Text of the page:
The memorial event was attended by about 40 people, including his colleagues and former colleagues at AP, people working for other news organizations, and his friends at FCCJ and the Yokohama Country & Athletic Club, where he enjoyed sports activities, particularly bowling.

Since FCCJ President Peter Langan was unable to attend the event due to conflicting schedules, I was asked to moderate the event. As a former colleague of Eric’s at AP and a former FCCJ president, I felt obliged and honored to do so.

In front of the FCCJ banner, three framed photos of Eric were set on the table along with bouquets of white flowers, including ones sent by Kyodo News President Toru Mizutani and YC&AC President Sadao Hosogai. On both sides of the table, about a dozen photos of Eric were displayed on large clear panels. A slide show played on a large screen during the event.

Copies of the February 1995 issue of Number 1 Shimbun were also placed on the table for attendants to read and take home. The issue featured Eric’s first-person report of the Kobe earthquake which killed about 6,400 people the previous month. Its headline, by then editor Pat Killen, read “Quake: Eric’s Walk to Hell.”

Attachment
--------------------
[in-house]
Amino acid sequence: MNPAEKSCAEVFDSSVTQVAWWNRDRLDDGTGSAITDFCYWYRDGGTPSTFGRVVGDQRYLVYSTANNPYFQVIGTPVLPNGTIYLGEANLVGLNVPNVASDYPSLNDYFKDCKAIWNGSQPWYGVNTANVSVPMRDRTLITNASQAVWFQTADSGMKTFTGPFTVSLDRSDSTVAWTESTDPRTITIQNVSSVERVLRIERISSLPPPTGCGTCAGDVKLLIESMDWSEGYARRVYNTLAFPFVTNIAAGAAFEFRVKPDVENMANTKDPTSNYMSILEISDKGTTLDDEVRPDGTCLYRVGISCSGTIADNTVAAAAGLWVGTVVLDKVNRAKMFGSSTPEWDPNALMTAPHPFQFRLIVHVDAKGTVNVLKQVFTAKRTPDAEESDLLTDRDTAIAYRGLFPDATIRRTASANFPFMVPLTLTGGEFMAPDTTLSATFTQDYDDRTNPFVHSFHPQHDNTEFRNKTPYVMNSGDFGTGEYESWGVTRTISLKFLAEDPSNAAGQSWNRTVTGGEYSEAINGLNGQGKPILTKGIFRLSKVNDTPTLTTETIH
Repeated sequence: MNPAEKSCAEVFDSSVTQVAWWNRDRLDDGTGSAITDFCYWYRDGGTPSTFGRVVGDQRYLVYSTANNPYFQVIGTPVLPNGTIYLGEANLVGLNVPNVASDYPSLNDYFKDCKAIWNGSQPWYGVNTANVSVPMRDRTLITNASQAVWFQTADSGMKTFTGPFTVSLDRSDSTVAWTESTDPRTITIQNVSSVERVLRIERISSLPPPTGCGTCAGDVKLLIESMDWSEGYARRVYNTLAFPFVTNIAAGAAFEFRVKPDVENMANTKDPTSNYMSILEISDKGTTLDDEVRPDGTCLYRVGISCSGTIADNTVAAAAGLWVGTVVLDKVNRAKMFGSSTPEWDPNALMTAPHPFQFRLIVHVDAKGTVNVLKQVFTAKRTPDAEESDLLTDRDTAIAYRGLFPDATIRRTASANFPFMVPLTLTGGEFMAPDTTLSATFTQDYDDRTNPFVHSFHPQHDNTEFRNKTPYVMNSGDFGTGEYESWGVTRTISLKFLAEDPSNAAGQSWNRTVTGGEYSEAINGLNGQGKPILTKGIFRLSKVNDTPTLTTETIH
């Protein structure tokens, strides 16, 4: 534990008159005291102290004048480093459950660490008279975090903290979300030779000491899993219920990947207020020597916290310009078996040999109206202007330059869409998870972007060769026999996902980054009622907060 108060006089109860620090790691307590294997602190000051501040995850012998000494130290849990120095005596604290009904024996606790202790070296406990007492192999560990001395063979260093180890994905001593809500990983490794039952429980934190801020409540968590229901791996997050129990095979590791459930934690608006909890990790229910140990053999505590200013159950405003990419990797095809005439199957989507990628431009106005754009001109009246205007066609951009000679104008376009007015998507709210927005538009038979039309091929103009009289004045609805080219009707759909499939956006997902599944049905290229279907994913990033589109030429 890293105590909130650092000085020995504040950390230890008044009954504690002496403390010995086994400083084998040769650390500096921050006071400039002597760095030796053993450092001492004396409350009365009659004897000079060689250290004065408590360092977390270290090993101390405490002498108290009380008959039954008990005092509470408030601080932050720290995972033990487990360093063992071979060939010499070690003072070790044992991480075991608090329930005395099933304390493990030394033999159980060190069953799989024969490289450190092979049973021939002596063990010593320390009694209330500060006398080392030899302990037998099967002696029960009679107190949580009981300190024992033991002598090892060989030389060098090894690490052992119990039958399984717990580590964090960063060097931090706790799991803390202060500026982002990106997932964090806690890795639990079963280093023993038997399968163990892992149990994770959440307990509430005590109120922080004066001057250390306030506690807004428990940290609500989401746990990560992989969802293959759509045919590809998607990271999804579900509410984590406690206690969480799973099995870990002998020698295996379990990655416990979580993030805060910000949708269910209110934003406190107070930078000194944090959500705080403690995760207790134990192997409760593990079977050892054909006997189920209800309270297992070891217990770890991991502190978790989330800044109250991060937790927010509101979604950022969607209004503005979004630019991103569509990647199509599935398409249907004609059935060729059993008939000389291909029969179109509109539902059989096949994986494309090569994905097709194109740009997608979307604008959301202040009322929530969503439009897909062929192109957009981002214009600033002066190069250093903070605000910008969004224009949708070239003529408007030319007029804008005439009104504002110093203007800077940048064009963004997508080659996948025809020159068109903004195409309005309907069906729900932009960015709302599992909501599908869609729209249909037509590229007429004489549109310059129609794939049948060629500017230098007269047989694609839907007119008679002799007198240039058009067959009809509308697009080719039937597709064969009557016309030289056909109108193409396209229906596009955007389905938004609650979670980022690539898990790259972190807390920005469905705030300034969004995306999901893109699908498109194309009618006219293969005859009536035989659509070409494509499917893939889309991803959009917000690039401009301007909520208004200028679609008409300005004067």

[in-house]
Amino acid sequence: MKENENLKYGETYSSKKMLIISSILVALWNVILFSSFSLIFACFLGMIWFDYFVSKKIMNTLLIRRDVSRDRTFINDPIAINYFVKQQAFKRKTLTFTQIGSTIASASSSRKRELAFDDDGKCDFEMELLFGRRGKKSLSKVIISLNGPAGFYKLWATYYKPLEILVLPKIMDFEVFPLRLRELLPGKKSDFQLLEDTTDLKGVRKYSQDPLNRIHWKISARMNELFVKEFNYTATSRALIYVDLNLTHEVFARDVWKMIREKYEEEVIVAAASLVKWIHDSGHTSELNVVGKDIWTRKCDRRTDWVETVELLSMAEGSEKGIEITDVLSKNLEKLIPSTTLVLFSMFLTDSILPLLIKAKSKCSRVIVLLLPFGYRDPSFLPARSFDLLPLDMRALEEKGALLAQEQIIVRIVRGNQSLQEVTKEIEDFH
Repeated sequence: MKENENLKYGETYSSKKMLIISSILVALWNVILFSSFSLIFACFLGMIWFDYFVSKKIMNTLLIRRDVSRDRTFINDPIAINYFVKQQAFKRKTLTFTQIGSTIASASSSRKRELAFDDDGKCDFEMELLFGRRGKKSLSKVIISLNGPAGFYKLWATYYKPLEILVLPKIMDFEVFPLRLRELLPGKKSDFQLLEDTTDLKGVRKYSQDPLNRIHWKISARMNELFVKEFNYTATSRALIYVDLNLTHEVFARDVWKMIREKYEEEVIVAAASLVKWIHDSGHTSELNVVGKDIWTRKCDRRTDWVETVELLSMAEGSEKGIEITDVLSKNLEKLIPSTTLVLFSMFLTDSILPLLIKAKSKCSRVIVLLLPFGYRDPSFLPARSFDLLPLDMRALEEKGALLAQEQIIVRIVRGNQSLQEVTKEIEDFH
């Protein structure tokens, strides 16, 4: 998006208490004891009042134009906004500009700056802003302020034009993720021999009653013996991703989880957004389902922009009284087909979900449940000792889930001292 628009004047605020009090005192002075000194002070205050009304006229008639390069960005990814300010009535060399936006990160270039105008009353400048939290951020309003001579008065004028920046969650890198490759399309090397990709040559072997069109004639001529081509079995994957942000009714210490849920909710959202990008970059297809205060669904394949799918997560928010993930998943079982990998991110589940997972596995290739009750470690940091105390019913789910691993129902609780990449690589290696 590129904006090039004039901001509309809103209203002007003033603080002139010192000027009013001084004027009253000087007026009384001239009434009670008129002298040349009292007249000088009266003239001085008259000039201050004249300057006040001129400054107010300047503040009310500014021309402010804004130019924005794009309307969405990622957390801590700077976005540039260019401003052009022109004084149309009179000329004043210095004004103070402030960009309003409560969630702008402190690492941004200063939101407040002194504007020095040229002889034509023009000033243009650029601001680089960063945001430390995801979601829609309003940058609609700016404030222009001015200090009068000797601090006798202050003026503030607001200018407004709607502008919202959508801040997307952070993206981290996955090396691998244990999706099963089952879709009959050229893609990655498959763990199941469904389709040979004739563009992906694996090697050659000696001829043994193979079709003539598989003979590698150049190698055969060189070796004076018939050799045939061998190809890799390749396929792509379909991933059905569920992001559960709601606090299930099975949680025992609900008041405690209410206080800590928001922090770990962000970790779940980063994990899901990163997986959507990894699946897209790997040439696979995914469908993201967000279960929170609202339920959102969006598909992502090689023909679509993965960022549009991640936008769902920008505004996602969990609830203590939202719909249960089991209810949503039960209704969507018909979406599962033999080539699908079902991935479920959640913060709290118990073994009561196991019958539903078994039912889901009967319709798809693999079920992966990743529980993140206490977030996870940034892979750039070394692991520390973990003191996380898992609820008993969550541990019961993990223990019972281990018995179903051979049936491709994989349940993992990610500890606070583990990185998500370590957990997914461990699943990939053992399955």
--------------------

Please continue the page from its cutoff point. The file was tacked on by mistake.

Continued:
Eric joined AP in Tokyo in 1988 after working for the Mainichi Daily News. Having studied at Sophia University, he was fluent in Japanese—with no accent. Since then, he covered a wide range of stories and events, including natural disasters in Japan and Indonesia, war in Afghanistan and five Olympics. After serving as news editor at the Tokyo bureau, he was named AP’s bureau chief in North Korea in 2013.

John Daniszewski was vice president for international news when AP established the first Western news and photo bureau in North Korea in 2012. In comments published in an online newsletter mainly for AP retirees, he recalled that while sketching out the parameter for operating, it was still a gamble whether the bureau would endure in the face of the country’s deep suspicions and hostility toward the West. He wrote:

“Eric was a pioneer. It was Eric who eventually fulfilled AP’s vision of a normally functioning news bureau in Pyongyang. [He] helped open the doors for greater access for other news organizations in North Korea, and even perhaps prepared the ground for the political and diplomatic openings that have followed. His characteristics included tact, patience, courtesy, deep intellect, and an attitude of respectful curiosity and empathy for others that served him well in his profession. 

As a result of these, he slowly broke down the considerable walls that exist for outsiders there. He won trust among his hosts even as he pressed them for information. Eric widened access, was awarded rare interviews and managed to travel outside the capital to give AP’s audience a clearer view of lesser cities and the countryside.”